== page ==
Although African Americans and Latinos are underrepresented, Asians, Pacific Islanders, and Native Americans are nearly excluded from the youth treatment outcome literature, and future clinical trials should include these groups in adequate numbers to permit appropriate outcome evaluation. The need is particularly acute for Native American adolescents given the high prevalence of serious mental health problems (e.g., “hard” drug abuse, completed suicide) in this ethnic group (Hawkins, Marlatt, & Cummins, 2004; National Institute of Drug Abuse, 2003). Although prevention work with Native American youth is in ample supply (Hawkins et al., 2004), no evidence-based therapies for Native American youth with preexisting mental health problems have been developed as yet. (For one such effort see Carpenter, Lyons, & Miller, 1985.)
Moreover, the few clinical trials with Latino youth tend to sample a narrow segment of this demographic. Although eight of the studies in Table 3 evaluated outcomes for Latino youth, only two of these (Garza & Bratton, 2005; Stein et al., 2003) focused on Mexican Americans, the largest Latino group in the United States (representing 67% of U.S. Latinos; Ramirez & de la Cruz, 2003). Less acculturated (e.g., immigrant) youth are also poorly represented in treatment outcome research. Because highly acculturated ethnic minority youth are arguably most similar to European Americans in values and social resources, they may also be more likely than less acculturated youth to participate in psychotherapy research and benefit from mainstream interventions (Hall, 2001). Thus, clinical trials that limit participation to English-fluent, acculturated youth (or their parents) may overestimate the efficacy of standard treatments for ethnic minorities. To better assess the true generalizability of EBTs, it is important to recruit immigrant youth and families for inclusion in clinical trials.
Notwithstanding the work examined in this review (Table 6), treatment outcome evaluation by youth ethnicity is rare, thus limiting whether EBTs can be generalized to ethnic minority youth. One obvious solution is for future investigators to routinely test for ethnicity as a treatment moderator when multiple ethnic groups are represented in adequate numbers (Hohmann & Parron, 1996). Because minority mental health researchers often theorize that standard treatments are less effective with ethnic minorities, moderator tests should permit investigators to assess the validity of this assumption.
However, some scholars warn against such comparative approaches, recommending instead that research with ethnic minorities focus on within-group evaluations. For example, Yali and Revenson (2004) advised caution when using between-group designs, because ethnic comparisons could inadvertently encourage “minority-deficit” models. Similarly, Bernal and Scharron-Del-Rio (2001) contended that because ethnic comparisons often have weak conceptualizations, “it is best to focus on specific ethnic groups, unless there is a clear theoretical basis for a comparative approach” (p. 338). Thus, an alternative approach would eschew ethnic comparisons and instead explore whether acculturation status, exposure to discrimination, and other culture-related factors serve as treatment moderators for ethnic minority youth (Alvidrez, Azocar, & Miranda, 1996; Hall, 2001). Indeed, some research suggests that immigrant minorities may respond less favorably than nonimmigrants to Western therapies (Martinez & Eddy, 2005; Telles et al., 1995) and that country of origin may affect treatment outcomes for Latino youth (Kataoka et al., 2003). Another important demographic variable rarely reported (Weisz et al., 2005) or considered when examining treatment moderation is socioeconomic status. To our knowledge, treatment outcome studies have not been conducted which examine the differential efficacy of EBTs across youth from ethnic minority families of both low and high socioeconomic status groups.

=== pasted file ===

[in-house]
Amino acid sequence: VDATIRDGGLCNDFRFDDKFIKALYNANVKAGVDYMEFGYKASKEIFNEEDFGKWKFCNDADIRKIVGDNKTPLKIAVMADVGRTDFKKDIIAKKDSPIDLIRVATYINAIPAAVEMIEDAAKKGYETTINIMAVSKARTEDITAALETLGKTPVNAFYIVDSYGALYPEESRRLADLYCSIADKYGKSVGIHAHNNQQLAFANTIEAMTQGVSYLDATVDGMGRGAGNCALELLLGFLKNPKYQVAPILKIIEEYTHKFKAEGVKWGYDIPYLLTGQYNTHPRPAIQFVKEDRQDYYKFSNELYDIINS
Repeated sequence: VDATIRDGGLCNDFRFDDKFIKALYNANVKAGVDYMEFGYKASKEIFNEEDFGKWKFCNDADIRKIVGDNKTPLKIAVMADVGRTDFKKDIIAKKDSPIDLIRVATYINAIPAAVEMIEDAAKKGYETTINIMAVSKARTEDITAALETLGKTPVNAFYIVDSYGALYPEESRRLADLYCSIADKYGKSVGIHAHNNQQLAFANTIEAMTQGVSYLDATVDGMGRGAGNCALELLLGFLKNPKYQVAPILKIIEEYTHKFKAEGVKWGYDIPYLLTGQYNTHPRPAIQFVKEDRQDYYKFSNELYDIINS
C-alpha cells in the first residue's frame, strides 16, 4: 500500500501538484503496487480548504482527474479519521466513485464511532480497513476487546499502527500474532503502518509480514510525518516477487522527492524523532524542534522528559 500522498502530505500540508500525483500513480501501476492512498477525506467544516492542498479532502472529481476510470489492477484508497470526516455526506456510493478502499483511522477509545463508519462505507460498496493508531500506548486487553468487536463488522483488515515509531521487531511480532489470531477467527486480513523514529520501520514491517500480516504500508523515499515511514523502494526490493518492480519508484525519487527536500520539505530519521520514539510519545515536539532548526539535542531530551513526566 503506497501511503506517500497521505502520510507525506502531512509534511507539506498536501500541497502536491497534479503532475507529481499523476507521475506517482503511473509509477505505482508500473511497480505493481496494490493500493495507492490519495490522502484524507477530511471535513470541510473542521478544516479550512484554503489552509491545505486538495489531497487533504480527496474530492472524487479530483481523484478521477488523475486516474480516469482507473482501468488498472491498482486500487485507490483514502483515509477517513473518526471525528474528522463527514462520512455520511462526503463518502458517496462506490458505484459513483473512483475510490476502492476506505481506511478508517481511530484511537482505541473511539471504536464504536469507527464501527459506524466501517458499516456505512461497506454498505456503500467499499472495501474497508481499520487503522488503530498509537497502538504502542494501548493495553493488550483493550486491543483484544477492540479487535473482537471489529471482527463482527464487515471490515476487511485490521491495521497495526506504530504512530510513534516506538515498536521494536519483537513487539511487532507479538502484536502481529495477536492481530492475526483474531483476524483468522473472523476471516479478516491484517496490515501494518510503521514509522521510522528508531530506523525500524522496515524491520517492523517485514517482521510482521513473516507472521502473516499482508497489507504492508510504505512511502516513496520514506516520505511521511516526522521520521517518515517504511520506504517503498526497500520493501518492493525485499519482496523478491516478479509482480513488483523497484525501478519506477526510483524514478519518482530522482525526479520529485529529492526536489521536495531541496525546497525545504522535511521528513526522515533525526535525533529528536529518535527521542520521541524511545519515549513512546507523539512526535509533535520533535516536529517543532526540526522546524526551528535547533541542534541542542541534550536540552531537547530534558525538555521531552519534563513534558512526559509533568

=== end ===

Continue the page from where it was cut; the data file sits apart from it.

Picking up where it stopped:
It is important to note that greater attention to ethnic/cultural factors as treatment moderators should be accompanied by appropriate tests of interaction effects. Published studies, including those summarized in Table 6, generally rely on simple main effects analysis or visual inspection of means to interpret significant interaction effects. However, these methods are inadequate because neither directly tests for group differences in treatment effects (Jaccard & Guilamo-Ramos, 2002). Jaccard and colleagues (Jaccard, 2001; Jaccard & Guilamo-Ramos, 2002; Jaccard & Turrisi, 2003) offer specific recommendations for testing interactions within an analysis of variance, multiple regression, or logistic regression framework, including the use of single degrees of freedom contrasts to interpret significant interaction effects.